Press Review

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The assassination of Holland's ultra-right politician Pim Fortuyn is splashed across most of Tuesday's front pages. "Holland's 'Le Pen' shot dead" says the lead headline in today's Lidove noviny. "The Dutch shocked by politician's murder" says Mlada fronta Dnes. " Don't shoot politicians - murders can't stop extremism" reads the heading of an editorial column in the same daily, in which Vilem Buchert notes that the murder of an extremist politician can only benefit extremists.

The assassination of Holland's ultra-right politician Pim Fortuyn is splashed across most of Tuesday's front pages. "Holland's 'Le Pen' shot dead" says the lead headline in today's Lidove noviny. "The Dutch shocked by politician's murder" says Mlada fronta Dnes. " Don't shoot politicians - murders can't stop extremism" reads the heading of an editorial column in the same daily, in which Vilem Buchert notes that the murder of an extremist politician can only benefit extremists.

Extremism is a hotly debated issue these days. "Who is Jean Marie Le Pen?" and "How has Le Pen damaged Czech interests" are just two related articles in today's Mlada fronta Dnes. Commentators note that although Le Pen took a beating in the second round of elections, he will influence French and European politics for some time to come.

Milan Vodicka of Mlada fronta Dnes says that what happened in France is grist to the mill of Euro- skeptics and may well slow down the integration process. Euro-skeptic politicians in both EU and candidate countries can now shift the blame for their own failings on Brussels, the author notes.

On the domestic scene - the papers have covered various aspects of the upcoming general elections. Possibly the most interesting article appears on the front page of Pravo under the heading "President Havel wants to sideline Vaclav Klaus". President Havel's recent statement that he might not necessarily ask the leader of the winning party to set up the new cabinet has been unanimously interpreted as a move against his arch-rival Vaclav Klaus.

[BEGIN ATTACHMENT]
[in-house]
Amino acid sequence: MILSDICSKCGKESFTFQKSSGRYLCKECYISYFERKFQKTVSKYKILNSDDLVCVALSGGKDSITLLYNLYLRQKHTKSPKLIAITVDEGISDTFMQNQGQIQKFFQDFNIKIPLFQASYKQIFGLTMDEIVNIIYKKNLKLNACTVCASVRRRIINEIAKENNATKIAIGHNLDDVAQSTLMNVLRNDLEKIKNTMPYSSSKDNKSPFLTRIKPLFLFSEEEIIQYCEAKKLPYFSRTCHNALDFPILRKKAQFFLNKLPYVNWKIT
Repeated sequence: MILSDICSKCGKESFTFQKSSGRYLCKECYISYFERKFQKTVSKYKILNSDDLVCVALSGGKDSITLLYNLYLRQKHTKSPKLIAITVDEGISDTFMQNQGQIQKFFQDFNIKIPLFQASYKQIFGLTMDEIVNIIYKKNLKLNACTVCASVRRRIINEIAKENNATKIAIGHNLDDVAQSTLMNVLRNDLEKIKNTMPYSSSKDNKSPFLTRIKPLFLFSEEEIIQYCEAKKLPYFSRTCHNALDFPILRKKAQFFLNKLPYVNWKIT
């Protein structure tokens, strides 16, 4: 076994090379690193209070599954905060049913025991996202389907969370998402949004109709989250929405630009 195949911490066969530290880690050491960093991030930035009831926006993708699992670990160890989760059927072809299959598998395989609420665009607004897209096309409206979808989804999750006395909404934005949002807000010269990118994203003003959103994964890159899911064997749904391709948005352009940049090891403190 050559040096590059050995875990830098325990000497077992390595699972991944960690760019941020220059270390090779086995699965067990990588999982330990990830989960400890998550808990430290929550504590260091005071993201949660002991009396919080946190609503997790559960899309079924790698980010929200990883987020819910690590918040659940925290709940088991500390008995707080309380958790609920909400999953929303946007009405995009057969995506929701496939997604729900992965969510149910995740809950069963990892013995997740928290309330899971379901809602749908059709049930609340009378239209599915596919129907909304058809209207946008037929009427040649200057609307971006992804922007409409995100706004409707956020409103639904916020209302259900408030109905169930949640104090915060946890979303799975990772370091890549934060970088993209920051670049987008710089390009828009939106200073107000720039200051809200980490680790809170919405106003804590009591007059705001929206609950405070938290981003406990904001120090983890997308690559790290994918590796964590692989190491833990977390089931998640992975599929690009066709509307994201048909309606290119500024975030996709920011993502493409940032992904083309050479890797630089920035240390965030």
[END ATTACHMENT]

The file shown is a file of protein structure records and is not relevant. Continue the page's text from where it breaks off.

Pravo says that according to a well informed source at the Presidential Office, Mr. Havel has reserved this plan only in the event of a close election victory of the centre-right Civic Democrats. With the Social and Civic Democrats running neck-and-neck, a close result would enable either party to set up a government with the opposition two party Coalition, and commentators say that there is no doubt as to which scenario the president would prefer.

For the first time ever Czechs living abroad will be able to vote in the general elections but Hospodarske noviny says that, despite considerable pressure on the Czech Parliament to enable this, only a fraction of those eligible will make use of their new right to vote. Many simply supported the right to vote as a matter of principle, many of those living in the United States or Australia say that the Czech embassy is too far away for them to make the trip.

The paper notes that the authorities have only a general estimate of the number of Czechs whom this concerns - something over 2 million people. Over one million of those live in the United States, some 60 thousand in neighbouring Slovakia, 50 thousand in Canada and approximately 45 thousand in Germany. The number of Czechs living in France, Austria and Australia is believed to be below thirty thousand.

A team of vets have arrived at the conclusion that the German shepherd dog which killed a seven year old boy two months ago shows no sign of aggression and that the dog must have been somehow provoked into attacking the child. The police found plastic pellets and a toy gun on the scene of the tragedy and some neighbours have said that the boy had a habit of teasing and provoking the dog.

More tests are to be conducted before the police decide the dog's fate. Mlada fronta Dnes which carries the story, says charges of negligence resulting in death have been brought against the dog's owner.